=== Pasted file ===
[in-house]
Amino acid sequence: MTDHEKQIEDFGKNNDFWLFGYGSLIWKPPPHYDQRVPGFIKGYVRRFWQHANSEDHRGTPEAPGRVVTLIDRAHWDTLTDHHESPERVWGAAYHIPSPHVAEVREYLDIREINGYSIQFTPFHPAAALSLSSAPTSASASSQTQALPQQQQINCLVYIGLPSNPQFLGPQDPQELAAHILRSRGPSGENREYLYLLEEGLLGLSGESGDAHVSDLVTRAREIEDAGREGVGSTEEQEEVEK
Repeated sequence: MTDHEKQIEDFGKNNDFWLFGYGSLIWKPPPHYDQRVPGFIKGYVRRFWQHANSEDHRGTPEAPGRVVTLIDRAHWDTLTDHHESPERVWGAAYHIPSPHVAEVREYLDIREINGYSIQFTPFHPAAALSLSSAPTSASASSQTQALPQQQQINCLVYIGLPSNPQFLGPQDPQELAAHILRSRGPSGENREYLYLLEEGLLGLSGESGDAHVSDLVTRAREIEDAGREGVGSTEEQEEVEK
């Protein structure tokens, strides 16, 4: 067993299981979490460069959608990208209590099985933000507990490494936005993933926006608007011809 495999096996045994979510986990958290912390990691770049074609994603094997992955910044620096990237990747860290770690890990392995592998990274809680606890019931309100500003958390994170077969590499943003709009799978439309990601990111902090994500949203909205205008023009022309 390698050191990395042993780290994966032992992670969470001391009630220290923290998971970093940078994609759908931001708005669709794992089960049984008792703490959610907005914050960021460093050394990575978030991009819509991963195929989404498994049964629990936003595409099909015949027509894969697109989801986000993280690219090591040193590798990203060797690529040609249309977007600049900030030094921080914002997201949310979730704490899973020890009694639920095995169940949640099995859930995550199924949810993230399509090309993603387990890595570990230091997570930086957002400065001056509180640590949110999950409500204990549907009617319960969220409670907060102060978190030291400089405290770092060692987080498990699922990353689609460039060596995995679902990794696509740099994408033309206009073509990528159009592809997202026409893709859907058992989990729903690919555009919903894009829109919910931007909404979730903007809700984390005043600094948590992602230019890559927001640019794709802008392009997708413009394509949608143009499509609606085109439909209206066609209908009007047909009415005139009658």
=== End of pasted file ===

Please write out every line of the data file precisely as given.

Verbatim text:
[in-house]
Amino acid sequence: MTDHEKQIEDFGKNNDFWLFGYGSLIWKPPPHYDQRVPGFIKGYVRRFWQHANSEDHRGTPEAPGRVVTLIDRAHWDTLTDHHESPERVWGAAYHIPSPHVAEVREYLDIREINGYSIQFTPFHPAAALSLSSAPTSASASSQTQALPQQQQINCLVYIGLPSNPQFLGPQDPQELAAHILRSRGPSGENREYLYLLEEGLLGLSGESGDAHVSDLVTRAREIEDAGREGVGSTEEQEEVEK
Repeated sequence: MTDHEKQIEDFGKNNDFWLFGYGSLIWKPPPHYDQRVPGFIKGYVRRFWQHANSEDHRGTPEAPGRVVTLIDRAHWDTLTDHHESPERVWGAAYHIPSPHVAEVREYLDIREINGYSIQFTPFHPAAALSLSSAPTSASASSQTQALPQQQQINCLVYIGLPSNPQFLGPQDPQELAAHILRSRGPSGENREYLYLLEEGLLGLSGESGDAHVSDLVTRAREIEDAGREGVGSTEEQEEVEK
């Protein structure tokens, strides 16, 4: 067993299981979490460069959608990208209590099985933000507990490494936005993933926006608007011809 495999096996045994979510986990958290912390990691770049074609994603094997992955910044620096990237990747860290770690890990392995592998990274809680606890019931309100500003958390994170077969590499943003709009799978439309990601990111902090994500949203909205205008023009022309 390698050191990395042993780290994966032992992670969470001391009630220290923290998971970093940078994609759908931001708005669709794992089960049984008792703490959610907005914050960021460093050394990575978030991009819509991963195929989404498994049964629990936003595409099909015949027509894969697109989801986000993280690219090591040193590798990203060797690529040609249309977007600049900030030094921080914002997201949310979730704490899973020890009694639920095995169940949640099995859930995550199924949810993230399509090309993603387990890595570990230091997570930086957002400065001056509180640590949110999950409500204990549907009617319960969220409670907060102060978190030291400089405290770092060692987080498990699922990353689609460039060596995995679902990794696509740099994408033309206009073509990528159009592809997202026409893709859907058992989990729903690919555009919903894009829109919910931007909404979730903007809700984390005043600094948590992602230019890559927001640019794709802008392009997708413009394509949608143009499509609606085109439909209206066609209908009007047909009415005139009658």